Five years after he accepted his first academic post, he was fired “when he refused to stop teaching in support of Humanae Vitae,” said Marshner. But he finally secured another position at The Catholic University of America’s Graduate School of Theology — even as that department emerged as a hotbed of post-conciliar dissent.
John Paul II Institute
Later, he joined the faculty of the nascent Pontifical John Paul II Institute for Studies on Marriage and the Family, located near CUA.
Mary Shivanandan — a colleague of May’s at the John Paul II Institute who first met him while completing her doctoral studies — said his influence was felt well beyond the classroom.
“The natural family planning field, in which I was involved at the time as a writer and researcher, was starved for good moral theology books in support of orthodox Catholic teaching. Dr. May came to our rescue,” said Shivanandan.
As then-Pope John Paul lI sought to strengthen the foundation of Catholic moral teaching, and respond to new problems in bioethics, May was part of a small, but dynamic group of theologians and philosophers who remained faithful to the Magisterium and continued to publish and participate in academic conferences.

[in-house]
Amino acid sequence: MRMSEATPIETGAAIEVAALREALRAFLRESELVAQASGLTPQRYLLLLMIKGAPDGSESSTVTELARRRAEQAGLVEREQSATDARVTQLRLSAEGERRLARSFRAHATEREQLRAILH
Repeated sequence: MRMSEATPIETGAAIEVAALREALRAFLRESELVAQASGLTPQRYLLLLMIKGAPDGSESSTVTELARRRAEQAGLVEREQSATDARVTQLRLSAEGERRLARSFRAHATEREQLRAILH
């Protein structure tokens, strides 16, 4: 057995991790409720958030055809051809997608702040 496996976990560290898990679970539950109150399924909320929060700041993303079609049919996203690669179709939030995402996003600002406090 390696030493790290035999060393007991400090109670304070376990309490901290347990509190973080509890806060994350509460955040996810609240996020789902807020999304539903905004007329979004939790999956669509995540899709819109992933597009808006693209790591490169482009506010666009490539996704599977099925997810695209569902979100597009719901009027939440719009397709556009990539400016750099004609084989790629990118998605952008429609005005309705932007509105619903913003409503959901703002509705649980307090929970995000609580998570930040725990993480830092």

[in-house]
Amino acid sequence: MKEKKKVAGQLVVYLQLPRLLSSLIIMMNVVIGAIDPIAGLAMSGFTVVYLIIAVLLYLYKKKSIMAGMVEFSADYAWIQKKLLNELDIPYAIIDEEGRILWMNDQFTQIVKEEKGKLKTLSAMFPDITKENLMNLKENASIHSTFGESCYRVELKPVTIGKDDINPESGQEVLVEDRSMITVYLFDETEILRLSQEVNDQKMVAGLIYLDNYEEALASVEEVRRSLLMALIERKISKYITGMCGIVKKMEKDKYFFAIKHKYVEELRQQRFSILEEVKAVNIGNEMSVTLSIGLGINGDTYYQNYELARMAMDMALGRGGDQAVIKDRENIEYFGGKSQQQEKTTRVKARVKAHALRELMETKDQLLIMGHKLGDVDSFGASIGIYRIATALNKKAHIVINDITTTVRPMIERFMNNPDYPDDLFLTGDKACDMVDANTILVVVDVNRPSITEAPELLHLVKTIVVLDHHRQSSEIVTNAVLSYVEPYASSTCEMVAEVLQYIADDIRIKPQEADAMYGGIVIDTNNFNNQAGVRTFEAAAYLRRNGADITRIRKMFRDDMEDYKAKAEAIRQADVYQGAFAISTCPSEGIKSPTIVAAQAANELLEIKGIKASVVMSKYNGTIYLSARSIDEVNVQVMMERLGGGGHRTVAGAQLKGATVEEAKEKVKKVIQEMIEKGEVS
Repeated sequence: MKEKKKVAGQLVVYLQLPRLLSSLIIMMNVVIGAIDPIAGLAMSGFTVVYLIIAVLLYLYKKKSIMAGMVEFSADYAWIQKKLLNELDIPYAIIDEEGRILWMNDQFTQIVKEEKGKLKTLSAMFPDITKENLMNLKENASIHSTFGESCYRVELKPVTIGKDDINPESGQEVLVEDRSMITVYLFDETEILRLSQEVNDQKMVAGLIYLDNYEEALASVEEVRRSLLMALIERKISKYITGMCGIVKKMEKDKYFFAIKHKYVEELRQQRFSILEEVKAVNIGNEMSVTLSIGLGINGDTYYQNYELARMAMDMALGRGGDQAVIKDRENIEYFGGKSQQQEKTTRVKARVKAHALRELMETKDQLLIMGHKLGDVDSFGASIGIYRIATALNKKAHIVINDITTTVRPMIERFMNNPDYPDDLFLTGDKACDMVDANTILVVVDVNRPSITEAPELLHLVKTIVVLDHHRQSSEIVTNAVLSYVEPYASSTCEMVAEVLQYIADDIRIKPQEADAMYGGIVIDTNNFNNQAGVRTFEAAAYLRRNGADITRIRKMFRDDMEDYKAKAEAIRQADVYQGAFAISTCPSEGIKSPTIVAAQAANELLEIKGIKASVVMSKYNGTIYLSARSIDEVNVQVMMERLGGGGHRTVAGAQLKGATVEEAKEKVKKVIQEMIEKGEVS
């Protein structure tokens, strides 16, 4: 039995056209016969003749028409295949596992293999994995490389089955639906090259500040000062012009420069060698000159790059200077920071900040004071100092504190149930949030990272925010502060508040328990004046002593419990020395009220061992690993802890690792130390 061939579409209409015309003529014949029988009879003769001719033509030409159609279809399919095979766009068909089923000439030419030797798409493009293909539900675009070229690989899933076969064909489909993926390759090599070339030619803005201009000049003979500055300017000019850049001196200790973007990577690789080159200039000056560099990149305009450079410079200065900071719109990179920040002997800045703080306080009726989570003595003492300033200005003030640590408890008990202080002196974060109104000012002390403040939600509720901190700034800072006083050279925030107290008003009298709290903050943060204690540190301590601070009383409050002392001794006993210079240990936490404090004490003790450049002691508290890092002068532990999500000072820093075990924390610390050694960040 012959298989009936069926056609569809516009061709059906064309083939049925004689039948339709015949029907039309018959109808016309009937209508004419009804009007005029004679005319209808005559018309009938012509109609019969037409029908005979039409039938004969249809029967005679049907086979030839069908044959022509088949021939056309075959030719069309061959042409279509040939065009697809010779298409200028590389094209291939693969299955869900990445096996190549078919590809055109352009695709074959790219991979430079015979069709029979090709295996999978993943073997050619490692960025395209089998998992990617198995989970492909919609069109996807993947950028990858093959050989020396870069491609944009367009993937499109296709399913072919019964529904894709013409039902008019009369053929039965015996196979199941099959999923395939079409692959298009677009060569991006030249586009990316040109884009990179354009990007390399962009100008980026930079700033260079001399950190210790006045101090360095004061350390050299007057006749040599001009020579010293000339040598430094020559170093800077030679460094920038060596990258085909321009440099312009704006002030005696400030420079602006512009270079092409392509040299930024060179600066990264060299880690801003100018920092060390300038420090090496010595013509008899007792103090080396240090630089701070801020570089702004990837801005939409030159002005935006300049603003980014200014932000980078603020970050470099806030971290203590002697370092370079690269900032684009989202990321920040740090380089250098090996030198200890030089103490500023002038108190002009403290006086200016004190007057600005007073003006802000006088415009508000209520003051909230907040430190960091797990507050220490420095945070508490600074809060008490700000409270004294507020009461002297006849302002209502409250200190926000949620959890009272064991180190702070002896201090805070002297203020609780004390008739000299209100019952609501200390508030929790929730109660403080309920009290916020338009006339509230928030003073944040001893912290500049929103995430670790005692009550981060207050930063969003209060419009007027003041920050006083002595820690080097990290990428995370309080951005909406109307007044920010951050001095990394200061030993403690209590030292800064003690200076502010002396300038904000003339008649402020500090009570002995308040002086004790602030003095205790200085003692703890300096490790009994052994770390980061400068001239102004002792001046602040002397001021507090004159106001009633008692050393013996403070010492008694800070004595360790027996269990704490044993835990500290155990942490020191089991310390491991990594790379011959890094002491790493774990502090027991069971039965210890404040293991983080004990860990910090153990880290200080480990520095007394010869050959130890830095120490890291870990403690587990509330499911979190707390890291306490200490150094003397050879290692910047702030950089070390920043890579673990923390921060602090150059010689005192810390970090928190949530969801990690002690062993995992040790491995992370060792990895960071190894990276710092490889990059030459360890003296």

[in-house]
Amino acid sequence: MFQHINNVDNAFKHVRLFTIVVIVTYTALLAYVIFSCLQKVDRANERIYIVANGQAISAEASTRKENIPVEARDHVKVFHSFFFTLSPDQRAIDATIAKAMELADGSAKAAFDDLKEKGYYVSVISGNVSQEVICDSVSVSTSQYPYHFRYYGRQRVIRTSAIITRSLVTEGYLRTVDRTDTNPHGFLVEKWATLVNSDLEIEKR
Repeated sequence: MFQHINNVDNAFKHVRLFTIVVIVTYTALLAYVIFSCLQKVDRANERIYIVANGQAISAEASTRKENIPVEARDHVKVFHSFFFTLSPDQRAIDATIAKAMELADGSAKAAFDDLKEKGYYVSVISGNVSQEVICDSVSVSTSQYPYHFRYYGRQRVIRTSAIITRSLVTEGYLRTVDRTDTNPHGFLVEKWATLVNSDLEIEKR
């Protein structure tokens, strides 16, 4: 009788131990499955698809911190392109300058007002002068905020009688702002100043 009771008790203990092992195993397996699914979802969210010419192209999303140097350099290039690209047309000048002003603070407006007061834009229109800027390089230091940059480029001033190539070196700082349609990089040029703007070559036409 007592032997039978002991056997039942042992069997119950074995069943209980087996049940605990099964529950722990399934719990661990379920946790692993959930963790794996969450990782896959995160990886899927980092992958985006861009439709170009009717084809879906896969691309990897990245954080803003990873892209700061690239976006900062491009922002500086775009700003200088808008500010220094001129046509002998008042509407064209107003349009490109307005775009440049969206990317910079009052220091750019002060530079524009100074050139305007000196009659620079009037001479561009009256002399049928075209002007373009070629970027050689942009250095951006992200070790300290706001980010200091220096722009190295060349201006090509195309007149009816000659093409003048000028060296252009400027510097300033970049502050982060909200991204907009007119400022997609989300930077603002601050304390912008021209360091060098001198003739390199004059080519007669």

“Perhaps our first meeting was at the conference at Catholic University that he organized with Cardinal Baum, and that became the book he edited, Principles of Christian Moral Life — the first organized critical pushback against proportionalism, fifteen years before Veritatis Splendor,” said Notre Dame law professor John Finnis, a longtime collaborator, in a reference to John Paul II’s groundbreaking 1993 encyclical, The Splendor of Truth.